And sometimes I wonder if anyone really wants to know about it. A lot of work has been done already to find a more permanent accommodation for this girl, and the simple threat of a serious condition could put a stop to all of that. Plus a diagnosis would take time, these children grow fast, and past the age of 3 it becomes harder and harder to find a suitable family for them.

Her Social Worker described Holly to us as a perfectly “normal” child, after she’s seen her only once. And perhaps she was right. I’m sure the same Social Worker–who since then have seen Holly one more time–is telling the exact same story to whoever might be interested in looking after this child, with the usual warning about her being so young and possible conditions that could come up in the future, of course, but otherwise a perfectly healthy young girl. And who wouldn’t want that?

Last week roundup results #29

Week #29 of the Adoption and Fostering Weekly Roundup are in.

A huge thank you to everyone who took the time to nominate new articles or vote for their favourites. And of course, congratulations to all our winners this week.

If you are new to our roundup and want to know more, have a look at this page.

This week top 5

Did you know a new roundup is always on? You can visit this week roundup, or add new article to it.


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You can now add the roundup badge to your website and make it even easier for your readers to vote for you.

You can find all the details on how to do that on this page.


And if you would you like to receive the results of our roundups delivered to your inbox each week, you can subscribe to our weekly newsletter.

MadLug: Make A Difference Luggage

We had a little and sweet girl arriving at midnight carrying all she could in an overstuffed school bag and coat pockets. Another girl had her social worker carrying canvas shopping bags full of randomly organised clothes and teddies. Another child carried all her belongings in two pink gift bags with a glittery princess printed on it.

While sifting through their belongings I’m constantly surprised how disorganised and irrational the content of these bags can be: 3 pairs of socks but one single t-shirt, one extra pair of shoes but no underwear. The most consistent set of clothes they come with is what they have on them at the time they get to our place, and even that can consist of just a PJ’s, a winter jacket, and a hat.

A few days ago I saw this message on Twitter:

I'm hearing more & more stories of #lookedafterchildren being moved using binbags! this was stopped yrs ago. How are we back here #nobinbags

The conversation on Twitter went on for a while, and everyone had a sad episode to tell. Then I received a reply from someone who could offer help:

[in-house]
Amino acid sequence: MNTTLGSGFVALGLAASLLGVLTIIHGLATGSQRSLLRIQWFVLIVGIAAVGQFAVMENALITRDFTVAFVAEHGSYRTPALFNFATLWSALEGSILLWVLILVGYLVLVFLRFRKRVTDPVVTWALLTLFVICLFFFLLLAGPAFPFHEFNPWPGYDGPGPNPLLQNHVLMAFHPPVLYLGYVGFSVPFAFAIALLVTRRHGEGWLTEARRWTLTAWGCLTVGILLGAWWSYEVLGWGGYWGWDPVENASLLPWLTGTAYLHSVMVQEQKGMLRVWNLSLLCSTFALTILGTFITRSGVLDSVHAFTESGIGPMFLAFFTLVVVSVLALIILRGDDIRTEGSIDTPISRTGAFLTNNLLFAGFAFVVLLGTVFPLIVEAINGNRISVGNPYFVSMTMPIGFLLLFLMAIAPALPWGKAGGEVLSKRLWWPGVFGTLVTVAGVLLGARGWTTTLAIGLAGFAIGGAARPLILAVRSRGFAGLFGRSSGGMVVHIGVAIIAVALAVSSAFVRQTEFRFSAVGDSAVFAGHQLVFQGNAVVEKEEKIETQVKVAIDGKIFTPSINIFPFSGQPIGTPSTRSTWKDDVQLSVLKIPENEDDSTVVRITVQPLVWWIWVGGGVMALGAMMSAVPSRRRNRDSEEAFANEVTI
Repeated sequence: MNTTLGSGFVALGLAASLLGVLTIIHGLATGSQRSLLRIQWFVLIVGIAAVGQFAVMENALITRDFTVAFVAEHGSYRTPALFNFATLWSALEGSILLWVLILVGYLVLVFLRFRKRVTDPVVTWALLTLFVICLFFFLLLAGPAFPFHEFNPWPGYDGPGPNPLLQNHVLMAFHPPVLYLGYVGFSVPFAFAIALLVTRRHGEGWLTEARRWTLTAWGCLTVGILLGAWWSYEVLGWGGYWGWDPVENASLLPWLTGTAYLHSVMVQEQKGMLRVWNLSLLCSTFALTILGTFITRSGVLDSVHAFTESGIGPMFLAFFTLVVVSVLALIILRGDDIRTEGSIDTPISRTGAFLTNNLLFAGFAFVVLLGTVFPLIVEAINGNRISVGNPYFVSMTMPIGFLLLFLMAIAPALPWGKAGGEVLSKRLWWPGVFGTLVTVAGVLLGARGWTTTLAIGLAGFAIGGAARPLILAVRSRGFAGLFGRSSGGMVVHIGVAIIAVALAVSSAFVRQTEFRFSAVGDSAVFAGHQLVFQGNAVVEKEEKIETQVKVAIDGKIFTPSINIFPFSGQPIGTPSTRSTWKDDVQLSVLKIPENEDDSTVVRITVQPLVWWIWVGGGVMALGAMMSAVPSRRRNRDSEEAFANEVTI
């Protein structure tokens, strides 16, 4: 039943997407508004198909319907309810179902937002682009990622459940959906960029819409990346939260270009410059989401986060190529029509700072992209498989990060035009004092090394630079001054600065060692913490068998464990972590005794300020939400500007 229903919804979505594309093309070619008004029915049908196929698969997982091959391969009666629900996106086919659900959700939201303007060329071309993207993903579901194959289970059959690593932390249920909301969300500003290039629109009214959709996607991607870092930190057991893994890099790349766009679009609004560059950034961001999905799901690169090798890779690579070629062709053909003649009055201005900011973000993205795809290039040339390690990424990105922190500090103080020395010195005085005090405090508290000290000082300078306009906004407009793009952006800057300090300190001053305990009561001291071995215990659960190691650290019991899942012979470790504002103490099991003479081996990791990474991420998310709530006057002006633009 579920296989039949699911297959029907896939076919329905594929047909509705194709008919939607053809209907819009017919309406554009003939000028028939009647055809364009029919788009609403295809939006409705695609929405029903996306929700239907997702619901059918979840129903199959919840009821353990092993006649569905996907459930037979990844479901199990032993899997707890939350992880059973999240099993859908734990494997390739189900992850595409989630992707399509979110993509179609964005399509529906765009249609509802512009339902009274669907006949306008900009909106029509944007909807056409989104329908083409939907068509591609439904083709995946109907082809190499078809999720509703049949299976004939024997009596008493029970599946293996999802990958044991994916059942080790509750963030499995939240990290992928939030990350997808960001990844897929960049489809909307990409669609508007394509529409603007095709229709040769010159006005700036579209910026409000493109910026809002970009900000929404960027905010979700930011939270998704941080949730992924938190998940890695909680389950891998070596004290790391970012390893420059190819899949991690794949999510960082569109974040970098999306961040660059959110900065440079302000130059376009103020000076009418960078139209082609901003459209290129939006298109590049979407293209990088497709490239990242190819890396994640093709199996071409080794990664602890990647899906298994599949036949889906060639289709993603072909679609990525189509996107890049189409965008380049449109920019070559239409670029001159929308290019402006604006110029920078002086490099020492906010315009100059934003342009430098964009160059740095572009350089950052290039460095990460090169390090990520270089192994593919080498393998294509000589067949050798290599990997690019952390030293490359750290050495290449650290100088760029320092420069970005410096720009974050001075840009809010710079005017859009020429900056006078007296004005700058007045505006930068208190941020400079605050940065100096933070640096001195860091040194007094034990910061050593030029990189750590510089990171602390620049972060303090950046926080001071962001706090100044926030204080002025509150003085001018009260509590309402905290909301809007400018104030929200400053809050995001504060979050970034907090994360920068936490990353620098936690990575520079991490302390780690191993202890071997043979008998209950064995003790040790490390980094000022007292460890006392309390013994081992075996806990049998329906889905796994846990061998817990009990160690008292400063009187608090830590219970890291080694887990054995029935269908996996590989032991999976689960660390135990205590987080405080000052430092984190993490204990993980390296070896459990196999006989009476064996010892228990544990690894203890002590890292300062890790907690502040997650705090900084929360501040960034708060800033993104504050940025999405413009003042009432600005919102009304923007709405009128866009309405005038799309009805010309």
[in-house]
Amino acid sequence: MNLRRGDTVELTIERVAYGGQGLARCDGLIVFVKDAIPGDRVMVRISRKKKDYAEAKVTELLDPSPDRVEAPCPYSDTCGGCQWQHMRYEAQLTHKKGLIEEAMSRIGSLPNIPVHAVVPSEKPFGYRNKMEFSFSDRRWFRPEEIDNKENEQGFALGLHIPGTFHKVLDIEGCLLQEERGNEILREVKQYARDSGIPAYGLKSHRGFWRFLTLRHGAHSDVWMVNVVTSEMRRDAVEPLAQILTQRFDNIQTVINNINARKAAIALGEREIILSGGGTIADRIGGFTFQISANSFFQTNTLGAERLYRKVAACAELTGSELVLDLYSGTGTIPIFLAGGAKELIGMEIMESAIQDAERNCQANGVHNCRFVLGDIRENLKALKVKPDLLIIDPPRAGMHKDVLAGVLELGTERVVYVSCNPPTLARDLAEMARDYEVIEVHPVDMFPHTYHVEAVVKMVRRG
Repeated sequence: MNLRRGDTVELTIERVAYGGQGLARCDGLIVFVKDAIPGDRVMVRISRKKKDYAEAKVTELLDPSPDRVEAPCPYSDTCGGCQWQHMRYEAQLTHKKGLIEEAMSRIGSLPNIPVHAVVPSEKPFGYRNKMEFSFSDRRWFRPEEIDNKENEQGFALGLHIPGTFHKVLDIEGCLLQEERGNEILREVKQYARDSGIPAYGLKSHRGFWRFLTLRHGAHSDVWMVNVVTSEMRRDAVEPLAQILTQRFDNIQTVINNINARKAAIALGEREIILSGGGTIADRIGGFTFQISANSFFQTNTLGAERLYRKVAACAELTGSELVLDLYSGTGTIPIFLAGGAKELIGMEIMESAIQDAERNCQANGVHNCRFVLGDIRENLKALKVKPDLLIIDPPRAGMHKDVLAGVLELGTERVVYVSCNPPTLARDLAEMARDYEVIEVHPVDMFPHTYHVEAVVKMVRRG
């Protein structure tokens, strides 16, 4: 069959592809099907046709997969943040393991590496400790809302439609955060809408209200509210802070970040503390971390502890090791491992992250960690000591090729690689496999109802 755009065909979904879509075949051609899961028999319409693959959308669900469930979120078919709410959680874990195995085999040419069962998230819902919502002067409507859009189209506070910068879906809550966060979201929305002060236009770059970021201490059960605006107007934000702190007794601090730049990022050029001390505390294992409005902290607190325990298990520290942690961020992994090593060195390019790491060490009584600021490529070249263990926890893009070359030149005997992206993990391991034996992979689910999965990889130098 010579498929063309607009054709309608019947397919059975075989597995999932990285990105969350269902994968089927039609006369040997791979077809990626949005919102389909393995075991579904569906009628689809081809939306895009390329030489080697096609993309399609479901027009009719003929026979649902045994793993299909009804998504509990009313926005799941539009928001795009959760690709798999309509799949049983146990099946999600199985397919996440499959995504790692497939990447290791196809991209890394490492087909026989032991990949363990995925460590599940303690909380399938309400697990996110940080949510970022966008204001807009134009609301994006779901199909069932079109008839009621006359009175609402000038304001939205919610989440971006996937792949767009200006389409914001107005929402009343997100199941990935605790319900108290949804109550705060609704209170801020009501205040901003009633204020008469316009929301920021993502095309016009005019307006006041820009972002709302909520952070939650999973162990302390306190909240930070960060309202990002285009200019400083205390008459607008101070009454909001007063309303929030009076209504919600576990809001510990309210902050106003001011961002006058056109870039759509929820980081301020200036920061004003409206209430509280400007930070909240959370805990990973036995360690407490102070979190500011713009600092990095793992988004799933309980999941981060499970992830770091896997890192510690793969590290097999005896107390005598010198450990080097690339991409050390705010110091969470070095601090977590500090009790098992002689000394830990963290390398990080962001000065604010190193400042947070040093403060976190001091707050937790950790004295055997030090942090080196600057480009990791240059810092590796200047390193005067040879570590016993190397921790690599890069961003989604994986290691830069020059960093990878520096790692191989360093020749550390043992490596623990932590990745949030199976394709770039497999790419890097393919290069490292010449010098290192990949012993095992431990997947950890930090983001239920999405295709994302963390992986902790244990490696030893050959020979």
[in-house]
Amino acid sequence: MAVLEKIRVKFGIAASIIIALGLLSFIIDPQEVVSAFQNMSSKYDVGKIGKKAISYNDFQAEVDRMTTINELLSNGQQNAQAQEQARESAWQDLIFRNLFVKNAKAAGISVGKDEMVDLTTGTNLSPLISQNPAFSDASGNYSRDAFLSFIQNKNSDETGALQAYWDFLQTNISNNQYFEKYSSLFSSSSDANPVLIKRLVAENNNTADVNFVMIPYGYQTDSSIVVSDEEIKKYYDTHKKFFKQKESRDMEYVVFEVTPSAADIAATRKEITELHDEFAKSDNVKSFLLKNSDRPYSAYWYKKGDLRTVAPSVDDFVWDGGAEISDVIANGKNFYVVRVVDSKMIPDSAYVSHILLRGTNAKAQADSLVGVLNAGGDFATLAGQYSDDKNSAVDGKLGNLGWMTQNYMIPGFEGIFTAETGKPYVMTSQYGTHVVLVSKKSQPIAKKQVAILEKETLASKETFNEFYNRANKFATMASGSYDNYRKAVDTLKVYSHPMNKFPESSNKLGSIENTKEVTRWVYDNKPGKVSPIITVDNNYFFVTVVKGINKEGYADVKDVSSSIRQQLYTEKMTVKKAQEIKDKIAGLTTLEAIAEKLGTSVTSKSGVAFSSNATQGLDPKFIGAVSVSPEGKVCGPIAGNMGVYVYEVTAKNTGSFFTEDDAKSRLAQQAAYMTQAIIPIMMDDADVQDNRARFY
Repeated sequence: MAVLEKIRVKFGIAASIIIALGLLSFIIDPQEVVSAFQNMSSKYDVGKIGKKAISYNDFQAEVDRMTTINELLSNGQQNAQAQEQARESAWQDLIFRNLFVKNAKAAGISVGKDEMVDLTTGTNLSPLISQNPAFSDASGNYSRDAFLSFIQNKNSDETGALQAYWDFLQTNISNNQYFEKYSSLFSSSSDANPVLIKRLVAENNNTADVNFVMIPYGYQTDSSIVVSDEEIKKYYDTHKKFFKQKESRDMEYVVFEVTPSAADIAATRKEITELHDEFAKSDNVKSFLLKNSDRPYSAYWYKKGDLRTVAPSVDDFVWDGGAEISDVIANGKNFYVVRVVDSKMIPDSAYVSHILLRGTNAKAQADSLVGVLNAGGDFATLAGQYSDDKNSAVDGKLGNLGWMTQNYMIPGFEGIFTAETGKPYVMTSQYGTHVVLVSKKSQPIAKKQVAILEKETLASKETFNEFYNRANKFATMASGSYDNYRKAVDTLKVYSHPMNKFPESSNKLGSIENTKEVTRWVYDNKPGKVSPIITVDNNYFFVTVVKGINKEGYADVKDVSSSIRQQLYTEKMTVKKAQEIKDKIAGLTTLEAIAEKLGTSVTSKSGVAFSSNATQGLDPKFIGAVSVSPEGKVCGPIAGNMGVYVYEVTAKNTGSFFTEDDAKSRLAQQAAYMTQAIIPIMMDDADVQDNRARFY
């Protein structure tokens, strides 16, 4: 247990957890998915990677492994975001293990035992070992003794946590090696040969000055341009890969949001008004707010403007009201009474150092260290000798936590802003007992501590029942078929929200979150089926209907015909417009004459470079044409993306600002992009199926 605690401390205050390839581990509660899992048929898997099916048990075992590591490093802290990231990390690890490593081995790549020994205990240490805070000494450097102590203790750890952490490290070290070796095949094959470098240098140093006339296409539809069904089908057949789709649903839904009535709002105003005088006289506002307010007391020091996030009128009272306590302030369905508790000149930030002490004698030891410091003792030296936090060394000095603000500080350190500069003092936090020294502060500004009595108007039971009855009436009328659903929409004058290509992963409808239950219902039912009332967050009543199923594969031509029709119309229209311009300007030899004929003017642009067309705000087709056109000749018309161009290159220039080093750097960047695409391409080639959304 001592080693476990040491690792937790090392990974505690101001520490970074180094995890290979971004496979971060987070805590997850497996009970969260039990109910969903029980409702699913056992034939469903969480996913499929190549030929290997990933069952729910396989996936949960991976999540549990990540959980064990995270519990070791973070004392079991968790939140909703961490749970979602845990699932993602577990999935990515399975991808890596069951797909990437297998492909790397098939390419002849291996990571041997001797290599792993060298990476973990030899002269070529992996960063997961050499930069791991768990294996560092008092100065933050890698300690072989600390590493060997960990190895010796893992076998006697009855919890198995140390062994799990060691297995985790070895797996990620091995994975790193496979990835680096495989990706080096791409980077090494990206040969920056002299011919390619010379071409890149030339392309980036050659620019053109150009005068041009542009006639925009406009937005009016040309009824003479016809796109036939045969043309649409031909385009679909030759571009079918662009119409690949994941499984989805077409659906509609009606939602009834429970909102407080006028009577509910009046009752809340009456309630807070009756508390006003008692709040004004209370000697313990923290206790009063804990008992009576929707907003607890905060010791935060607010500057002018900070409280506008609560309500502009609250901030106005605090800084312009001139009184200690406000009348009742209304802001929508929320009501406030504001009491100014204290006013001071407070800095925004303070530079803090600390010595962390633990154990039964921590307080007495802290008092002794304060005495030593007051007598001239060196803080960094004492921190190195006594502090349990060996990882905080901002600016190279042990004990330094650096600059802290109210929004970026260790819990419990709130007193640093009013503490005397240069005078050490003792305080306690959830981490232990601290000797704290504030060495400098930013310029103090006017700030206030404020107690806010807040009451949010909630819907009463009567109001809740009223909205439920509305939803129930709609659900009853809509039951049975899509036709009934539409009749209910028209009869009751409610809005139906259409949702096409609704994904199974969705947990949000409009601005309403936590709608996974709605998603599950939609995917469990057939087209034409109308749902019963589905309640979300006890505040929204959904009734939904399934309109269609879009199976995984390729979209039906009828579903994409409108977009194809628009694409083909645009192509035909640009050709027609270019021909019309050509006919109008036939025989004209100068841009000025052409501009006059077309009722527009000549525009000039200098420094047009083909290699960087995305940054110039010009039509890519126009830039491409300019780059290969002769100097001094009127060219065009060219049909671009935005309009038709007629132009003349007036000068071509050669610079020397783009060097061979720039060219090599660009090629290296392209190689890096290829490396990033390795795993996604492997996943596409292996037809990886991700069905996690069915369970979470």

That’s how I first heard about the great work MadLug is doing, and has done in the last 3 years. We got in contact with Dave Linton, the company founder, who kindly agreed to tell us all about his company.

Restoring dignity

In the spring of 2014, while Dave Linton was attending an introduction to fostering course, he was shown a video interview with a young girl in a wheelchair who made the following statement:

Health Trusts don’t provide suitcases. Sometimes foster carers loan us a suitcase but more often our belongings are moved in black plastic bin bags and we lose our dignity.

This statement really stuck with Dave and for the remainder of the evening he thought of nothing else but the fact that these children’s had no option but to move their belongings in bin bags.

He went on to found, MadLug, a lifestyle brand selling luggage, backpacks, gym bags, and journals. Each sale made on the online shop is matched with a donation of a bag to a child in care.

Sell, sell, sell

He started with just £480. He established the brand, purchased some bags, and got selling online. As orders started rolling in, he quickly realised that the company business model could sustain itself, while at the same time make a difference for many vulnerable children. Already 1100 MagLug products have been sold to date, with the same number given to children in care. The free bags are unbranded to avoid stigmatising those who use them, which shows it’s not all about the brand 🙂

 

Support the cause

Dave has this to say about the support he and MadLug received: “We’ve come a long way in a short time and we have been particularly encouraged by how many people have already shared our vision for MadLug and giving children in care the dignity of moving their belongings in a proper bag. The level of support has been fantastic – I’ve been working closely with health trusts and charities from across Ireland and UK. Some of the most moving messages of support have come from people who have grown up in care and have experienced putting all they own in bin bags.”

You can read the full story about MadLug here.

You can help

If you too believe this initiative deserve your support, visit their site and purchase one of their fantastic products. Or if you are not in the market for a new bag but still want to be part of the movement, you can always make a donation.

Thanks to your purchase, a bag will be given to a child or young person who otherwise will have not choice but use whatever bag she can find around. Moving children in bin bags was a thing of the past, and your contribution could make sure it stays that way.

So… Happy shopping, and happy giving!

PLEASE NOTE: Full Time Tired is not affiliated with MadLug, or with any of its partners. We just believe their work is important and we are proud to support their cause on our website.

Last week roundup results #28

Week #28 of the Adoption and Fostering Weekly Roundup are in. You can find the results in the list below.

A huge thank you to everyone who took the time to nominate new articles or vote for their favourites. And of course, congratulations to all our winners this week.

If you are new to our roundup and want to know more, have a look at this page.

This week top 5

Did you know a new roundup is always on? You can visit this week roundup, or add new article to it.


adoption-and-fostering-roundup-badge


You can now add the roundup badge to your website and make it even easier for your readers to vote for you.

You can find all the details on how to do that on this page.


And if you would you like to receive the results of our roundups delivered to your inbox each week, you can subscribe to our weekly newsletter.